New Skokie Park District director is a natural fit
Skokie Park District Executive Director John Ohrlund took over the Park District's top spot in early July after 23 years there. | Curtis Lehmkuhl~Sun-Times Media
NAME: John Ohrlund
NEW JOB: Executive director of the Skokie Park District
OLD JOB: Facilities manager of the Skokie Park District
BACKGROUND: Began with the Skokie Park District in 1989
Updated: October 8, 2012 8:28AM
SKOKIE — The word “seamless” doesn’t begin to cover the ease in which a staffing shift at the top of the Skokie Park District was recently made.
John Ohrlund, 57, former facilities manager and a more-than-20-year veteran of the Park District, assumed the executive director position from retiring Mark Schneiderman. It required an office move of only a few feet, as Ohrlund took residency of the larger corner office.
But if ever there was someone ready to move in and to pick up the reigns without a pause, Ohrlund was the person.
“I loved what I was doing,” he said. “This job is different, but it’s something I was ready for.”
He joined the Park District in 1989 as a parks superintendent, perhaps not quite realizing the extent of which the Park District would change — and change rapidly it did once he got there.
“I walked in and within a year, we were redoing every park in the Park District,” he said. “Work began pretty quickly.”
Ohrlund, as much as anyone then, is responsible for the current state of the Skokie Park District. His career grew just as the Park District did.
“When you think about what this place was like 20 years ago, the changes are pretty dramatic,” he said.
The Skokie Heritage Museum last weekend celebrated the 125th anniversary of the Engine House and the 20th anniversary of the museum itself with a variety of open-house activities, including interacting with Skokie’s past historical figures, participating in family historical games and making crafts.
Ohrlund peeked his head in, which brought back his own past.
“That was one of the first projects I worked on when I got here,” he said. “It was the first renovation.”
He got here from North Daktota, where he was superintendent of parks in Bismarck. He received his bachelor’s degree in biology from Augustana College in Sioux Falls, S.D., in 1977, and his master’s degree in management from the University of Mary in Bismarck in 1988.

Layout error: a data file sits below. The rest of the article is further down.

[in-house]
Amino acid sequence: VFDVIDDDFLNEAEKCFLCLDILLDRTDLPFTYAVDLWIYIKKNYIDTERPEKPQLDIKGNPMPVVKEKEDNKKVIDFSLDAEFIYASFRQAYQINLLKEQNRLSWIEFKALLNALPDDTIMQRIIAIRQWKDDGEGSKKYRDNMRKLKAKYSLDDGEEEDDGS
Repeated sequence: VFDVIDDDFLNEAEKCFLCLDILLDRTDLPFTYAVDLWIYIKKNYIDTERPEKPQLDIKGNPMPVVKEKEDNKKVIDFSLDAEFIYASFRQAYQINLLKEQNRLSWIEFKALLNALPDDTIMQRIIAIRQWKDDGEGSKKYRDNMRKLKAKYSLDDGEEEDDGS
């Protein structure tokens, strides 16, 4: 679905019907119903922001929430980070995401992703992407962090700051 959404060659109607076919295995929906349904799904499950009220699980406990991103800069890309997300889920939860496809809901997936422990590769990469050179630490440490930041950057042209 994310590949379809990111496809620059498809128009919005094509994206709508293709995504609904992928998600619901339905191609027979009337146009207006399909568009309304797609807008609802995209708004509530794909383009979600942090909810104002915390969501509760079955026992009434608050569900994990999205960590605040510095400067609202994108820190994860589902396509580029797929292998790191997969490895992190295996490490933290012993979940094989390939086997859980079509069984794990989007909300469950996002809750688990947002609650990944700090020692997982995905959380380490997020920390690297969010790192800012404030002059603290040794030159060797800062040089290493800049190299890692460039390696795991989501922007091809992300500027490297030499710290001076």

He also has a major passion for history — and he can pause and wax eloquently and interestingly about Custer and North Dakota with particular ease.
Ohrlund worked under three executive managers in Skokie before he inherited that title himself in early-July. He said that he never had a “driving force” to become chief of the Park District; he got along well with each director and was happy in the job he had.
But the opportunity presented itself and Ohrlund was a natural to take advantage of it.
For the past several years the Park District has been in maintenance mode with a few notable exceptions. The popular Skatium ice rink received a major facelift, and the Park District is now engaged in proposed projects to build a skate park at Lincoln Junior High School and to create lighted ball fields at the east end of the Skokie Sports Park.
The Park District has also issued a comprehensive user survey. The early results show just how much patrons value Park District activities — especially some of the district’s free offerings, Ohrlund said.
Such activities — summer concerts, staple festivals like the Backlot Bash and the Festival of Cultures — will continue to be hallmarks of the Park District. Ohrlund worked closely with the former Park District executive director so it’s no surprise that the district will continue on in a similar mode.
But there is one difference between Schneiderman and Ohrlund: The former loved to play golf while Ohrlund’s game is tennis, which he plays a few times a week.
Ohrlund lives in Buffalo Grove with his wife, a medical technologist. They have two children, a daughter, 26, a pediatric nurse, and a son, 25, a pharmaceutical student.
They are both engaged to be married, which may provide the greatest change in Ohrlund’s life in the immediate future rather than his work life.